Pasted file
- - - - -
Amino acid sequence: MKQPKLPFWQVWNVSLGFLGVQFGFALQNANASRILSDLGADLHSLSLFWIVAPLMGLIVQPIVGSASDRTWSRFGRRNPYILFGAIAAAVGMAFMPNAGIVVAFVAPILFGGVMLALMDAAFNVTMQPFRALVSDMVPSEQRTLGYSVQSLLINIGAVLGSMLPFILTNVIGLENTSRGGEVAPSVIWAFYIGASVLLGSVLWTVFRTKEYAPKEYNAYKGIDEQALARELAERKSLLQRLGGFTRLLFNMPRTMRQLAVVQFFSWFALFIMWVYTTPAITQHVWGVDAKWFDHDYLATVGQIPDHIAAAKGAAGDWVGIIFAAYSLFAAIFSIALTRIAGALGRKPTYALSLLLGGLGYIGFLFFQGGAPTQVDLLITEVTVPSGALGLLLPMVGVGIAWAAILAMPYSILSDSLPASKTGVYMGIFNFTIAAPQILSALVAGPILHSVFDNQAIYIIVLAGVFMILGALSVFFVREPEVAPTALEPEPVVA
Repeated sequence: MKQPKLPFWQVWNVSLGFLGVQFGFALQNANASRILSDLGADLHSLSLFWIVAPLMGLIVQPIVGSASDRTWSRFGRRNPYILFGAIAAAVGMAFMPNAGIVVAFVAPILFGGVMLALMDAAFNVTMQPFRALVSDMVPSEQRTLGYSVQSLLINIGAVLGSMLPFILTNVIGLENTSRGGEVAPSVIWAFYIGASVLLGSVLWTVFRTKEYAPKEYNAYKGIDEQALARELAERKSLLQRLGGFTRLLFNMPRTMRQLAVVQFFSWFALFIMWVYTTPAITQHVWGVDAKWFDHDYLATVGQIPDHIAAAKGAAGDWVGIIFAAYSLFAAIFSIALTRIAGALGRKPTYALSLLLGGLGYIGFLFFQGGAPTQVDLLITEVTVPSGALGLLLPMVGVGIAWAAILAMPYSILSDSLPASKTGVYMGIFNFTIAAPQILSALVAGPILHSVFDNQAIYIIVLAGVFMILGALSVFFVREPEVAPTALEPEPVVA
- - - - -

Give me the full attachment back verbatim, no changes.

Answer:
Amino acid sequence: MKQPKLPFWQVWNVSLGFLGVQFGFALQNANASRILSDLGADLHSLSLFWIVAPLMGLIVQPIVGSASDRTWSRFGRRNPYILFGAIAAAVGMAFMPNAGIVVAFVAPILFGGVMLALMDAAFNVTMQPFRALVSDMVPSEQRTLGYSVQSLLINIGAVLGSMLPFILTNVIGLENTSRGGEVAPSVIWAFYIGASVLLGSVLWTVFRTKEYAPKEYNAYKGIDEQALARELAERKSLLQRLGGFTRLLFNMPRTMRQLAVVQFFSWFALFIMWVYTTPAITQHVWGVDAKWFDHDYLATVGQIPDHIAAAKGAAGDWVGIIFAAYSLFAAIFSIALTRIAGALGRKPTYALSLLLGGLGYIGFLFFQGGAPTQVDLLITEVTVPSGALGLLLPMVGVGIAWAAILAMPYSILSDSLPASKTGVYMGIFNFTIAAPQILSALVAGPILHSVFDNQAIYIIVLAGVFMILGALSVFFVREPEVAPTALEPEPVVA
Repeated sequence: MKQPKLPFWQVWNVSLGFLGVQFGFALQNANASRILSDLGADLHSLSLFWIVAPLMGLIVQPIVGSASDRTWSRFGRRNPYILFGAIAAAVGMAFMPNAGIVVAFVAPILFGGVMLALMDAAFNVTMQPFRALVSDMVPSEQRTLGYSVQSLLINIGAVLGSMLPFILTNVIGLENTSRGGEVAPSVIWAFYIGASVLLGSVLWTVFRTKEYAPKEYNAYKGIDEQALARELAERKSLLQRLGGFTRLLFNMPRTMRQLAVVQFFSWFALFIMWVYTTPAITQHVWGVDAKWFDHDYLATVGQIPDHIAAAKGAAGDWVGIIFAAYSLFAAIFSIALTRIAGALGRKPTYALSLLLGGLGYIGFLFFQGGAPTQVDLLITEVTVPSGALGLLLPMVGVGIAWAAILAMPYSILSDSLPASKTGVYMGIFNFTIAAPQILSALVAGPILHSVFDNQAIYIIVLAGVFMILGALSVFFVREPEVAPTALEPEPVVA